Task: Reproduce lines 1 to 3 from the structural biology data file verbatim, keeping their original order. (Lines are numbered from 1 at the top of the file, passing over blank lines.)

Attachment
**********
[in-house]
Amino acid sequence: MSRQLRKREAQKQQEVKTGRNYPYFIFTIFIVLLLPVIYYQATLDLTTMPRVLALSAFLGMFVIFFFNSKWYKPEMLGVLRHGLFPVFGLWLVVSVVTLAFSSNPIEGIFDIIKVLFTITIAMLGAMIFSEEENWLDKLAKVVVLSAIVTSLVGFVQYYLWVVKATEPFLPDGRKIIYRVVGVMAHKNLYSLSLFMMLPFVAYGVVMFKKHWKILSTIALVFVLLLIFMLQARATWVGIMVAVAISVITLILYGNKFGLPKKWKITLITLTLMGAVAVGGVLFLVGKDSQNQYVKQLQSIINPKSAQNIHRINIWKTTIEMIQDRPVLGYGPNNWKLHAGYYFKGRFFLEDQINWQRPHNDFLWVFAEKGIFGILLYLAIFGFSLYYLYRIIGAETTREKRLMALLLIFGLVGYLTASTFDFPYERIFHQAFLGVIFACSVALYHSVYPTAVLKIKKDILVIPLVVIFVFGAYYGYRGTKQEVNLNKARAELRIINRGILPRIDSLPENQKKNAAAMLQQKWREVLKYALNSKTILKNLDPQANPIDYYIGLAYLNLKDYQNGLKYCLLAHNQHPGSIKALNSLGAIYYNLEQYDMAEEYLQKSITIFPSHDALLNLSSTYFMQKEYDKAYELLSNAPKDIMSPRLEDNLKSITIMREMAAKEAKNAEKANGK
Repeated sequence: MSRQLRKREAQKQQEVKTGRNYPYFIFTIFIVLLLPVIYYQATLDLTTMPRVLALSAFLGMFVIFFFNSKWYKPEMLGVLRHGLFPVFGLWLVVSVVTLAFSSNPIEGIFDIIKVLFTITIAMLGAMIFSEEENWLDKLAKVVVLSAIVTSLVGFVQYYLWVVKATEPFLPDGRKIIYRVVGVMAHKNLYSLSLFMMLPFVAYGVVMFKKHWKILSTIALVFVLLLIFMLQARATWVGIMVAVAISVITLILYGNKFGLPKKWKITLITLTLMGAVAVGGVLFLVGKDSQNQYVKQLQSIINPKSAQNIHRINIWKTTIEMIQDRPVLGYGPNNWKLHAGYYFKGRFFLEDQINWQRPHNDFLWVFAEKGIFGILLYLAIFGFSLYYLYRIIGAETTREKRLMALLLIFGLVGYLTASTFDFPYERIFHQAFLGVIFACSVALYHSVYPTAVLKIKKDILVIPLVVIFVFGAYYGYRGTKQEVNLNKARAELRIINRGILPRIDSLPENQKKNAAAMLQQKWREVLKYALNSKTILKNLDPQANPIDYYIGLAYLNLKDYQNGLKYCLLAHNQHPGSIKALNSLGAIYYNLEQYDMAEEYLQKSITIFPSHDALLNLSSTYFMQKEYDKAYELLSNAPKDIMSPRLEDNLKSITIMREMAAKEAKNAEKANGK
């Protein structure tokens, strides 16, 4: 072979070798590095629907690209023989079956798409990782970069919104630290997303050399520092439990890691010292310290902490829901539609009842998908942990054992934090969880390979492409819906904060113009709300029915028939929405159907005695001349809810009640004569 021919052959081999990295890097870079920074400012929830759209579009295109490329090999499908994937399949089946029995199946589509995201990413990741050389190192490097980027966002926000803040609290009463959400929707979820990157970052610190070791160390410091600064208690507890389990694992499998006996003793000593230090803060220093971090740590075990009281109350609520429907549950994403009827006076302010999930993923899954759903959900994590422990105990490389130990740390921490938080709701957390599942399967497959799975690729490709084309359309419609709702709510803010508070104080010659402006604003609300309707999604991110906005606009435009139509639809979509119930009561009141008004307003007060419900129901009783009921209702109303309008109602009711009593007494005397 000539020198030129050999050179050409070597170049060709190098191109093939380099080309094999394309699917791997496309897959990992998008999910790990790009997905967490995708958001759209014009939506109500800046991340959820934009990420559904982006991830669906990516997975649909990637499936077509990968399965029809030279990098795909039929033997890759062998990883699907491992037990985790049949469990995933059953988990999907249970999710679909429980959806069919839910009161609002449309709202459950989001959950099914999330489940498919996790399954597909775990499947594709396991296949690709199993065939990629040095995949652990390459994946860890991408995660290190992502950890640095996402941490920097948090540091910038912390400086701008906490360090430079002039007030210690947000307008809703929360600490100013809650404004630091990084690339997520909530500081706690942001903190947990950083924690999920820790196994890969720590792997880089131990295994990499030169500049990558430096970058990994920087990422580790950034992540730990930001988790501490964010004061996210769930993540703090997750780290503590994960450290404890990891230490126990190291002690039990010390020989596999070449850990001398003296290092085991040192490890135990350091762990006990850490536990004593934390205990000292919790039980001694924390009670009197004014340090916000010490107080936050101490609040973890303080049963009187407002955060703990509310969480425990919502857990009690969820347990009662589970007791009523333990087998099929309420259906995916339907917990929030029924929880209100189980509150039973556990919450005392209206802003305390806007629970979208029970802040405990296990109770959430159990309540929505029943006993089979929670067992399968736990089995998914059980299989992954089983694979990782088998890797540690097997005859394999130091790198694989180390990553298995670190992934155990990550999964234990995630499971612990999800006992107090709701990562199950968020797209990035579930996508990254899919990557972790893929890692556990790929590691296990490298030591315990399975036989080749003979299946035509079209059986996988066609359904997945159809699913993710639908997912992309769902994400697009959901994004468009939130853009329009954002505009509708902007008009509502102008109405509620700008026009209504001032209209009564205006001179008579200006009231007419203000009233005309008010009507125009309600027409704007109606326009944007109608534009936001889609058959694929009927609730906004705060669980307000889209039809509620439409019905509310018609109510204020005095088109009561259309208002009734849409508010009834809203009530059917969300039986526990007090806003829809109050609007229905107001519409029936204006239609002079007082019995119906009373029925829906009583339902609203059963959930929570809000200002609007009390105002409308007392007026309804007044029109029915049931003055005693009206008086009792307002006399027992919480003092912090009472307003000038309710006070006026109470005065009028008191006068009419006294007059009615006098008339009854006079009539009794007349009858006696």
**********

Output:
[in-house]
Amino acid sequence: MSRQLRKREAQKQQEVKTGRNYPYFIFTIFIVLLLPVIYYQATLDLTTMPRVLALSAFLGMFVIFFFNSKWYKPEMLGVLRHGLFPVFGLWLVVSVVTLAFSSNPIEGIFDIIKVLFTITIAMLGAMIFSEEENWLDKLAKVVVLSAIVTSLVGFVQYYLWVVKATEPFLPDGRKIIYRVVGVMAHKNLYSLSLFMMLPFVAYGVVMFKKHWKILSTIALVFVLLLIFMLQARATWVGIMVAVAISVITLILYGNKFGLPKKWKITLITLTLMGAVAVGGVLFLVGKDSQNQYVKQLQSIINPKSAQNIHRINIWKTTIEMIQDRPVLGYGPNNWKLHAGYYFKGRFFLEDQINWQRPHNDFLWVFAEKGIFGILLYLAIFGFSLYYLYRIIGAETTREKRLMALLLIFGLVGYLTASTFDFPYERIFHQAFLGVIFACSVALYHSVYPTAVLKIKKDILVIPLVVIFVFGAYYGYRGTKQEVNLNKARAELRIINRGILPRIDSLPENQKKNAAAMLQQKWREVLKYALNSKTILKNLDPQANPIDYYIGLAYLNLKDYQNGLKYCLLAHNQHPGSIKALNSLGAIYYNLEQYDMAEEYLQKSITIFPSHDALLNLSSTYFMQKEYDKAYELLSNAPKDIMSPRLEDNLKSITIMREMAAKEAKNAEKANGK
Repeated sequence: MSRQLRKREAQKQQEVKTGRNYPYFIFTIFIVLLLPVIYYQATLDLTTMPRVLALSAFLGMFVIFFFNSKWYKPEMLGVLRHGLFPVFGLWLVVSVVTLAFSSNPIEGIFDIIKVLFTITIAMLGAMIFSEEENWLDKLAKVVVLSAIVTSLVGFVQYYLWVVKATEPFLPDGRKIIYRVVGVMAHKNLYSLSLFMMLPFVAYGVVMFKKHWKILSTIALVFVLLLIFMLQARATWVGIMVAVAISVITLILYGNKFGLPKKWKITLITLTLMGAVAVGGVLFLVGKDSQNQYVKQLQSIINPKSAQNIHRINIWKTTIEMIQDRPVLGYGPNNWKLHAGYYFKGRFFLEDQINWQRPHNDFLWVFAEKGIFGILLYLAIFGFSLYYLYRIIGAETTREKRLMALLLIFGLVGYLTASTFDFPYERIFHQAFLGVIFACSVALYHSVYPTAVLKIKKDILVIPLVVIFVFGAYYGYRGTKQEVNLNKARAELRIINRGILPRIDSLPENQKKNAAAMLQQKWREVLKYALNSKTILKNLDPQANPIDYYIGLAYLNLKDYQNGLKYCLLAHNQHPGSIKALNSLGAIYYNLEQYDMAEEYLQKSITIFPSHDALLNLSSTYFMQKEYDKAYELLSNAPKDIMSPRLEDNLKSITIMREMAAKEAKNAEKANGK